The Latest Congressional Healthcare Proposal: Bicameral ACA “Fix” with HSA Expansion
Published on October 24th, 2017
In October, following a less than enthusiastic reception among many Republicans to the bipartisan HELP Committee proposal, the House Ways and Means Committee Chairman Kevin Brady (R-TX) and Senate Finance Committee Chairman Orrin Hatch (R-UT) announced their proposal to extend cost-sharing reduction (CSR) payments, while providing significant Affordable Care Act (ACA) reforms. Importantly, their proposal also includes HSA expansion, which had not been in the recent bipartisan proposal from the HELP Committee. However, that expansion to the HSA contribution limit is only through 2022, due to constraints that limit the budgetary impact this bill can produce. Details on this provided below.
Read more about the HELP Committee proposal: Senators Strike Bipartisan Deal on Short-Term ACA Fix
According to the press release from both Committees, the agreement would fund Democratic-supported CSRs and include Republican-supported “structural reforms to the ACA.” The proposal includes:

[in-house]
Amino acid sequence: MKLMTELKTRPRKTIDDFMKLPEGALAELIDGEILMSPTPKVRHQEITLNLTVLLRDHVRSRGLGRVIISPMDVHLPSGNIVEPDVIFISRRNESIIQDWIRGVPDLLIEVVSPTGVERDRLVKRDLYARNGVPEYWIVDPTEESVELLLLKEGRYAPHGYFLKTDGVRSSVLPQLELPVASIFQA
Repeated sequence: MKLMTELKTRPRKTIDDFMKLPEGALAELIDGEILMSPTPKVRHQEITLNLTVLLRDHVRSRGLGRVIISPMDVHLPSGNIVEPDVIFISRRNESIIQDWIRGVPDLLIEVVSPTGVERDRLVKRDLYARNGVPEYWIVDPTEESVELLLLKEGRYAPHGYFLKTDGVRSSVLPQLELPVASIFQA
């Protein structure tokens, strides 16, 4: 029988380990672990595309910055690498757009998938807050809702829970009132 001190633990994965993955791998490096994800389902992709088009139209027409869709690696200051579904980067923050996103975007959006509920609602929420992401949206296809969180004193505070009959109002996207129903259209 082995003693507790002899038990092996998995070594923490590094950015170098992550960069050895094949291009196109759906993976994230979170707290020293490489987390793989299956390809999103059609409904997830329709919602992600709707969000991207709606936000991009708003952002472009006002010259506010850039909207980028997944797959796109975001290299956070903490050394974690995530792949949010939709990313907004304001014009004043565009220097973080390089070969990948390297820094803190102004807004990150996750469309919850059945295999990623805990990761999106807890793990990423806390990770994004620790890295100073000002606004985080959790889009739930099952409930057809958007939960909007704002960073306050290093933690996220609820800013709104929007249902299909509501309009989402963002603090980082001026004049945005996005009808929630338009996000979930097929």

- Funding for CSRs through 2019, with pro-life protections For 2018, carriers must meet certain conditions to receive CSRs. These conditions would be determined in consultation with the Secretaries of Treasury and Health and Human Services to prevent “double dipping.”
- Relief from the individual mandate from 2017-2021 This timeframe should produce enough savings to cover the cost of providing relief from the employer mandate and the HSA expansion policy.
- Relief from the employer mandate from 2015-2017 Employers would be exempt from penalties if they did not provide coverage based on requirements of the mandate.
- Expansion of HSAs to increase the maximum contribution limit.
The legislative language was released on November 1st: House Ways and Means Committee H.R. 4200 and Senate Finance Committee S. 2052.
The short-term HSA expansion is included on the final page of the bill, Section 5: The maximum contribution limit will be increased to the out-of-pocket maximum, a provision included in all of the GOP healthcare reform proposals. However, the expansion will only be in effect between December 31, 2017 and January 1, 2023.